Part of a huge reform package signed into California state law by Governor Schwarzenegger last Thursday, the "Parent Trigger" calls for districts to turn failing schools around by aggressive means - from firing staff to closing schools. So long as 50 percent of parents at a given school sign a petition, the school board must enact one of the given turnaround strategies. It's been asked, did California make the right choice by signing this reform into law?
The Parent Trigger is a fabulous idea! Not because it will - by itself - turn around many of California's low-performing schools. But because it will change the conversation among parents, community activists, and school boards across the state.
Some years ago, I attended the Public Education Network's national conference. Darv Winick, chair of the National Assessment Governing Board at the time, said something to the attendees that surprised me given his position. It was to the effect that - at the end of the day, after all the laws are written and the regulations are promulgated - the schools in a community are about as good as the community wants them to be.
Now, we all know it's more complicated than that. State and Federal policy certainly have a major impact on school quality.
But what makes the Parent Trigger such a great idea is that it provides a meaningful framework for parents to be involved in the struggle to bring quality education to their community. If a school really stinks, local organizers - parent activists, community-based organizations or clergy - can rally the parent community to consider the facts and consider "pulling the trigger."
The potential value of the Race to the Top grants is that they get everyone thinking and working together on priorities that are at the center of education improvement. And the potential value of the Parent Trigger is that it gets parents and community activists thinking about key questions like: How good is our school? What is good enough? If our school isn't good enough, what are we going to do about it?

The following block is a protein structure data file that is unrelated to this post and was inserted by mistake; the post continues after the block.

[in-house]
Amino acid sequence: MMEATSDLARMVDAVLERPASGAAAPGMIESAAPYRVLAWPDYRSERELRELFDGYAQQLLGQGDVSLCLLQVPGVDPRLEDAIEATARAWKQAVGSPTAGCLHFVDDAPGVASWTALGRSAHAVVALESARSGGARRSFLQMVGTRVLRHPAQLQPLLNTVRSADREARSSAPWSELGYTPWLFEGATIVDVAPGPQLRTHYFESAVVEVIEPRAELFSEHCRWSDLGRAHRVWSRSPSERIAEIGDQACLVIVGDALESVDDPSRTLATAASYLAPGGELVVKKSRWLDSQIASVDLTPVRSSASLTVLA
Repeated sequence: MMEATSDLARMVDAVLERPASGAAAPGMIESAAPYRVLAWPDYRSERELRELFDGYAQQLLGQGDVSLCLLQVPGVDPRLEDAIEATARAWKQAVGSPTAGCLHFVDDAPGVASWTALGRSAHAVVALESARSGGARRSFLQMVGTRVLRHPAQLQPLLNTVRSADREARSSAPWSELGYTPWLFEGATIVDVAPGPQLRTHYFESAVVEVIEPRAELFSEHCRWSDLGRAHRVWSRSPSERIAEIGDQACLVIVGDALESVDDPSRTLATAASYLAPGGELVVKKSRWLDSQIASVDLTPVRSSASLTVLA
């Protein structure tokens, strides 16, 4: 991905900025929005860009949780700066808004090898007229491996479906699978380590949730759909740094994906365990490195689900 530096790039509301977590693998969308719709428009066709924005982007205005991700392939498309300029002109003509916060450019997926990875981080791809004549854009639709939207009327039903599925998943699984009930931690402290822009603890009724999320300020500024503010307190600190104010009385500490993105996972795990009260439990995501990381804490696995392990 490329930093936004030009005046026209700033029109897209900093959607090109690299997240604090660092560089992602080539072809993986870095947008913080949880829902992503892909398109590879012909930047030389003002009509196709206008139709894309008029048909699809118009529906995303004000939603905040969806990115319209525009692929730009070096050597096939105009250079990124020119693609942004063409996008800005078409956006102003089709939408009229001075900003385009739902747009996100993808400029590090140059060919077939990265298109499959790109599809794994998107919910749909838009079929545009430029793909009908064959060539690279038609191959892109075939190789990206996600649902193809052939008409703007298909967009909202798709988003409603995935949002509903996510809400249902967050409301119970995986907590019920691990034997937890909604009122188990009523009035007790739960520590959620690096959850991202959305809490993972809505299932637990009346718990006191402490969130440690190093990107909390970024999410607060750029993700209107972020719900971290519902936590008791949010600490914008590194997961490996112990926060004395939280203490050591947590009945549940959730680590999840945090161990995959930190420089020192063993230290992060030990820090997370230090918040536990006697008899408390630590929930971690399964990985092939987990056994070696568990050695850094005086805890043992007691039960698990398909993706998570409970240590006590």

The Parent Trigger provides a mechanism for parents and communities to have a larger ownership of education improvement. The way things stand now, education reform is almost completely "owned" by elected officials, business leaders and a certain class of activists. As Checker Finn describes in his recent National Affairs piece, the gulf between professional education reformers and parents is a major impediment to further progress.
When parents get involved, we can expect them to be concerned about more than just the standardized test scores that drive practically every aspect of accountability systems today. Among other things, they're going to be concerned about student safety, community values, the responsiveness of teachers and administrators, how engaged children are in school and the availability of after-school care. These things are important too. And it's up to parent and community leaders to make sure that "how much our children are learning" remains a major component of the conversation.
Part of the value of the Parent Trigger is the potential to transform up to 75 low-performing California schools. (The California Legislature capped the number of schools that can be impacted by this program at 75.) But most of the value will be in the thousands of conversations that the trigger inspires between parents and community activists, and the new leverage that the trigger gives to parents when they deal with administrators and school boards.
Of course, for this value to be realized, parent leaders and community activists have to respond to this invitation to get involved. I hope they do!
For other perspectives on this question, check out the National Journal's Education Experts blog.
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